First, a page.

Saunders added two more points. "Process management and continuous improvement are essential to cost reduction," he said. "Leveraging information management is a huge tool and unrealized opportunity to do more for less."

According to Saunders' research, the Dallas-Ft. Worth area is expected to show significant growth for 25 years or more. However, he is well aware that growth is not consistent and a one- or two-year "market correction" can kill cash flow and possibly destroy an otherwise great organization.

"To remain successful, we plan to grow and diversify our business," explained Saunders. "We will continue to invest in new construction, but will also work very hard to grow our maintenance agreements and our service and replacement business. We want to continue to learn how to help people reduce their overall energy usage in buildings."

Rick Thornton, president of AirCo Air Conditioning, Heating, & Plumbing of Hurst, Texas, garnered $11.8 million in residential new construction sales.


Fourth onThe NEWS'new construction list is another Texas contractor, Airco Air Conditioning, Heating, and Plumbing. Like Welsch, the Hurst, Texas-based company showed a slight increase in total revenue in 2005, but its income from residential new construction dropped from over $12.8 million in 2004 to just over $11.8 million last year. Still, owner/president Rick Thornton is not one bit ashamed of his team's new construction performance last year.

"We continue to thrive in the new construction market for many reasons," said Thornton. "The most significant reasons are probably our commitment to providing the best equipment and personnel to our builder customers, and our long-standing relationships in the new construction communities."

He added, "We also make sure that we value our products and services so that we have the capital to meet our customers' expectations. The pricing mistakes of others just helps us in the long run."

Rounding out the Select Seven are No. 5 Conditioned Air Corp of Naples Inc., Naples/Ft. Meyers, Fla.; and Roscoe Brown Inc, Murfreesboro, Tenn., which ranked right behind No. 6 Welsch.

In the case of Conditioned Air, the company experienced a substantial boost in total revenue, jumping from over $12.8 million in 2004 to over $16.4 million in 2005.

"From 2002 through the end of 2005, there was - and I emphasize was - an explosive growth of production of housing units and companies in the southwest Florida market," explained president/owner Theo Etzel. "Even through the 2004 and 2005 hurricane seasons, the appetite for second homes, retirees, and investment properties did not wane."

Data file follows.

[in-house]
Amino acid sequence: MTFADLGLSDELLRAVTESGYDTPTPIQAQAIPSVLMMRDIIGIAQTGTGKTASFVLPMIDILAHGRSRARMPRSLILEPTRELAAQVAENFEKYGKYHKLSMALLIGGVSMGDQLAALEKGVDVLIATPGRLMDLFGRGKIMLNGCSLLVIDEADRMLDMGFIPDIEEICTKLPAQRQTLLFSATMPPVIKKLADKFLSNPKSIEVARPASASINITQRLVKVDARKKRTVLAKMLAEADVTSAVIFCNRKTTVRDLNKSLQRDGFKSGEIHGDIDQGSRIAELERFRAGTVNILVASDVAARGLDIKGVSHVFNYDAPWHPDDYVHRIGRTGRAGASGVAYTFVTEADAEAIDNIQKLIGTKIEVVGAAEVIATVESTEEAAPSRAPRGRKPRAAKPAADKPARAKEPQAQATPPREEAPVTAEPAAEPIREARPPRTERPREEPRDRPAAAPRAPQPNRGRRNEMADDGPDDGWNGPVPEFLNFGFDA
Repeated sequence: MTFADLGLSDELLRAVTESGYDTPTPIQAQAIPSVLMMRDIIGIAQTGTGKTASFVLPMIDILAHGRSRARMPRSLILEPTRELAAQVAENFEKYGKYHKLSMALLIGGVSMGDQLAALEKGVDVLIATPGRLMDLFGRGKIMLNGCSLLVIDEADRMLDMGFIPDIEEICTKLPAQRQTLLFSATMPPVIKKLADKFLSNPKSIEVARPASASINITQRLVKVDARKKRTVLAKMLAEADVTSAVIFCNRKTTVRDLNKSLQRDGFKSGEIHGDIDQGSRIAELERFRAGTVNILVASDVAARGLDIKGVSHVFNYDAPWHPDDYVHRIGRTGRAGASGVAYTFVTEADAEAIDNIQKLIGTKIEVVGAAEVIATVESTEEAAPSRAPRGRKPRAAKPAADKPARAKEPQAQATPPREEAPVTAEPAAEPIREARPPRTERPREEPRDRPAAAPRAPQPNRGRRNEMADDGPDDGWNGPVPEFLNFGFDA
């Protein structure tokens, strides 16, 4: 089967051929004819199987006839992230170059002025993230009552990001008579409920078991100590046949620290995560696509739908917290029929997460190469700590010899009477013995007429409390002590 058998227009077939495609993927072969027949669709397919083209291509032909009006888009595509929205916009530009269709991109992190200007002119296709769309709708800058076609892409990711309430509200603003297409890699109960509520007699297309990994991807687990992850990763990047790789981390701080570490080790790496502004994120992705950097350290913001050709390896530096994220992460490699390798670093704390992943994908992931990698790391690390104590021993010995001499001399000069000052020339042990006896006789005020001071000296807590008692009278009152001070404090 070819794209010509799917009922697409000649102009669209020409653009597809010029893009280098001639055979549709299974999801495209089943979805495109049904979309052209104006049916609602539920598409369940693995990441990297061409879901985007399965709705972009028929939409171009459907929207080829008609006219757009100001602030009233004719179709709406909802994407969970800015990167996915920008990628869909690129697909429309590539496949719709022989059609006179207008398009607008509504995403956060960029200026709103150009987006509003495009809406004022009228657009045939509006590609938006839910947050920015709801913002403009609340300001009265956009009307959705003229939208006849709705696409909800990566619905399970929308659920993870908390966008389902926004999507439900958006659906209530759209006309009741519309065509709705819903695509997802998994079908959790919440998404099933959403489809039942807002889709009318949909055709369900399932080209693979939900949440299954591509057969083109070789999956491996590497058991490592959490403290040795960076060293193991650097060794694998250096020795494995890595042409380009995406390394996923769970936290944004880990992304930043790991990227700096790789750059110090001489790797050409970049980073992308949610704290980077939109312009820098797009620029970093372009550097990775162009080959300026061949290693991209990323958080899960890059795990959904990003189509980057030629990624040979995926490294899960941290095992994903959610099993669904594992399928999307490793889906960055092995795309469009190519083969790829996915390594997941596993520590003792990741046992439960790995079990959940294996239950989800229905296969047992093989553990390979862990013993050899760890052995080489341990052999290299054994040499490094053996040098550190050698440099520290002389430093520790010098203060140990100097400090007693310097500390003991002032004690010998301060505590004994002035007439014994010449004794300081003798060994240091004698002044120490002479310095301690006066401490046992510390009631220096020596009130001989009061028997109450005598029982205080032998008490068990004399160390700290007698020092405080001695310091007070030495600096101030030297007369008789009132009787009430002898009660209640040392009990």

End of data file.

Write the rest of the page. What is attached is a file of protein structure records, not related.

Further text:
In Etzel's estimation, the last quarter of 2005 saw the convergence of two important influences for production housing companies in his area of Florida: 1) the absolute need for them to make earning projections by Dec. 31, and, thus, reach their closing targets; and, 2) the desire to complete as many homes with 12 SEER and lower product prior to 2006.

"Of the approximately $3.6 million increase in revenue, one half is attributable to production housing, while the rest is divided between retrofit, service, and custom residential new construction," he concluded.

Meanwhile, last but not least, Roscoe Brown Inc. noted a huge increase in total revenue for 2005, too. Owner/president Norman Brown had a valid reason for the jump from $9.8 million in 2004 to over $14.7 million in 2005 - and, he blamed his father.

"Part of the reason for the significant growth was that in last year's numbers, dad forgot to put in the numbers from the two branch locations," said the younger Brown. "This year's numbers have all."

Another strong reason for the revenue increase is due to the booming residential new construction market in the company's immediate area.

"I would not want to do new construction only, but it fits in well with our mix of business," said Brown. "If it is handled properly, it can be profitable. You do not have to be geared to handle new construction only. It is a different pace from our replacement/add-on market. You have to have the processes and procedures in place to be efficient."

Publication date: 09/11/2006